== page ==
5 Questions FIFA Needs to Answer about Qatar 2022
Football is starting to push back against FIFA's decision to award the World Cup to Qatar in 2022. As the game's biggest stars find their voice, we've got five questions for FIFA to answer before next year's showpiece tournament.
After Euro 2020 was postponed last summer, we can all agree that the return of serious international competition is hugely exciting for football fans around the globe. As we take another step towards COVID being a distant memory, we can all cast our minds back to a much happier time, the 2018 World Cup. Hard to believe it was three years ago that Waistcoat had us dreaming, as the sunshine cascaded over beer gardens and Dua Lipa’s 'One Kiss' seemed to blare in the distance wherever you were in the country.
As World Cup qualifiers again commence we can now tangibly dream of the much needed unity the England team can offer. In such a fractured nation, the immediate kinship of saying “it’s coming home” to complete strangers would certainly not go amiss. It can be attractive to use football as a form of escapism from social issues, but unfortunately FIFA’s decision to award next year's prestigious World Cup to Qatar makes that impossible.
Football ultimately belongs to the people but the worldwide interest and money in the game means that we need infrastructure to deliver it to the masses. Whether it's failing to tackle racism in the game, a lack of support for the women’s game, or Sepp Blatter’s reign of corruption, FIFA have consistently proven themselves to be incapable of undertaking this responsibility with any integrity. The decision to award the 2022 World Cup to Qatar seemed at best odd, considering Qatar’s lack of footballing history. Add to that the extreme heat players would endure if the tournament were to take place during the summer – as is tradition – and the ruling seems even more bizarre. The most skeptical among us would point to the vast wealth of Qatar as the only explanation, which given FIFA’s history of corruption, seems even more likely.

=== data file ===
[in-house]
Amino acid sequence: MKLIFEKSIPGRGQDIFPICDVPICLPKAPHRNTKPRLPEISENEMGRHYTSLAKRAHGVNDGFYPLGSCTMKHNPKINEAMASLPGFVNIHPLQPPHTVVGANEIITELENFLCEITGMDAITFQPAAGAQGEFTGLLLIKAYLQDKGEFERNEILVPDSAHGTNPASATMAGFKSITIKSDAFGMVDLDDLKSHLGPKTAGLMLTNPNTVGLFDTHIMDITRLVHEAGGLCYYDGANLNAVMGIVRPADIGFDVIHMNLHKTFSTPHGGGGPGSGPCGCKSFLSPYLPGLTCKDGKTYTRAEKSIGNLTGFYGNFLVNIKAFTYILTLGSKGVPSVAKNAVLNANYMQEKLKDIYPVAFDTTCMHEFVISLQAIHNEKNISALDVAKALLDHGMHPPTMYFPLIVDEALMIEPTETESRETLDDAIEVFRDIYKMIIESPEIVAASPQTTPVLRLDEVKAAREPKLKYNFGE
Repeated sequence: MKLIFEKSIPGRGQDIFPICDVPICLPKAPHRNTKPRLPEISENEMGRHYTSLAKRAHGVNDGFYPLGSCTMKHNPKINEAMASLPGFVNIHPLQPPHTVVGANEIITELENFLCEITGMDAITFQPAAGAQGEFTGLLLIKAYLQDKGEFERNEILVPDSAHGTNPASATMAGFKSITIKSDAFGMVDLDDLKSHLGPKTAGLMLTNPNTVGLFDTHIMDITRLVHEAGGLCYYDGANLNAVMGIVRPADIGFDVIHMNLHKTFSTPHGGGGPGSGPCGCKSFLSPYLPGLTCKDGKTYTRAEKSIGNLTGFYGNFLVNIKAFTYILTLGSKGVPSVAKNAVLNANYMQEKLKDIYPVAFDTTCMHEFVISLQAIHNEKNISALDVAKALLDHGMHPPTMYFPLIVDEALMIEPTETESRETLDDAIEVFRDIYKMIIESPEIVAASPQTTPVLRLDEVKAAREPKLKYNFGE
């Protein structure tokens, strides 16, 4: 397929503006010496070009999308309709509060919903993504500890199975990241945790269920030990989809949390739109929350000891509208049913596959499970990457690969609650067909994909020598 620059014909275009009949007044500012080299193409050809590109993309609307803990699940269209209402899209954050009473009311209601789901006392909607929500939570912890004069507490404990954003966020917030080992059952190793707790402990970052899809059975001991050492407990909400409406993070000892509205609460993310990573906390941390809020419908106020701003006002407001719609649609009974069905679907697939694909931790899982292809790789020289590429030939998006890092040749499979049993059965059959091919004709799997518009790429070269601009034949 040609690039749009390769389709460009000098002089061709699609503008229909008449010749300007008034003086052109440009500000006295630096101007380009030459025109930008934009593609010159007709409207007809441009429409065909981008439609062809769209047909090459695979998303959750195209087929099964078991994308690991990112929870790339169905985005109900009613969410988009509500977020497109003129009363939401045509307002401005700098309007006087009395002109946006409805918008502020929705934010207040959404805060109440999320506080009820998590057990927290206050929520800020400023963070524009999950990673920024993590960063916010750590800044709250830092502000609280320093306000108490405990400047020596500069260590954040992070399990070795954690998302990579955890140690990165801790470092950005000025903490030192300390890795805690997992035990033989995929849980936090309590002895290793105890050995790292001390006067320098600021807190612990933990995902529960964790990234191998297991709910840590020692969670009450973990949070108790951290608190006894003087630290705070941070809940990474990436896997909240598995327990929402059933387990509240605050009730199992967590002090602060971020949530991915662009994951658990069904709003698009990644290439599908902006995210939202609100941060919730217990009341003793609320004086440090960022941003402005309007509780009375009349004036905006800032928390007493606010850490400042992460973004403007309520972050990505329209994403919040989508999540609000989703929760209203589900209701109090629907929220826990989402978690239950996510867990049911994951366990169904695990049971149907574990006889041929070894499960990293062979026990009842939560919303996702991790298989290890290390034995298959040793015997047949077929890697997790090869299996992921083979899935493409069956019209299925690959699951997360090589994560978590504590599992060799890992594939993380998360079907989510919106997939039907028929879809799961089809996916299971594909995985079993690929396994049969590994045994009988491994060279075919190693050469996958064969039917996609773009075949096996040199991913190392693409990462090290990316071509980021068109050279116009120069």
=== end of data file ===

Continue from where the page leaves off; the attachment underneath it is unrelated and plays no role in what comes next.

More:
Most troubling however is the recent report by the Guardian which estimates at least 6,500 migrant workers have died in Qatar since the World Cup was awarded, as a result of unsafe working conditions imposed during Qatar’s mammoth construction effort to make themselves World Cup ready. In light of these troubling developments, we have five questions FIFA must answer about Qatar 2022.
1. How and why was the World Cup ever awarded to Qatar?
This is the obvious starting point. The decision making process needs to be made transparent for people to have any faith in it, particularly when the final decision appears to be so unjustified. We need to know on what basis Qatar was awarded the honour of hosting the World Cup. The last 10 years has seen a number of reports of alleged bribery and corruption from FIFA’s elected officers. Firms linked to Qatar’s bid reportedly transferred $2 million to disgraced official Jack Warner, Al-Jazeera allegedly offered to pay FIFA $100 million if Qatar won rights to the World Cup, and Michel Platini was arrested by French police in 2019 in the Qatar bid.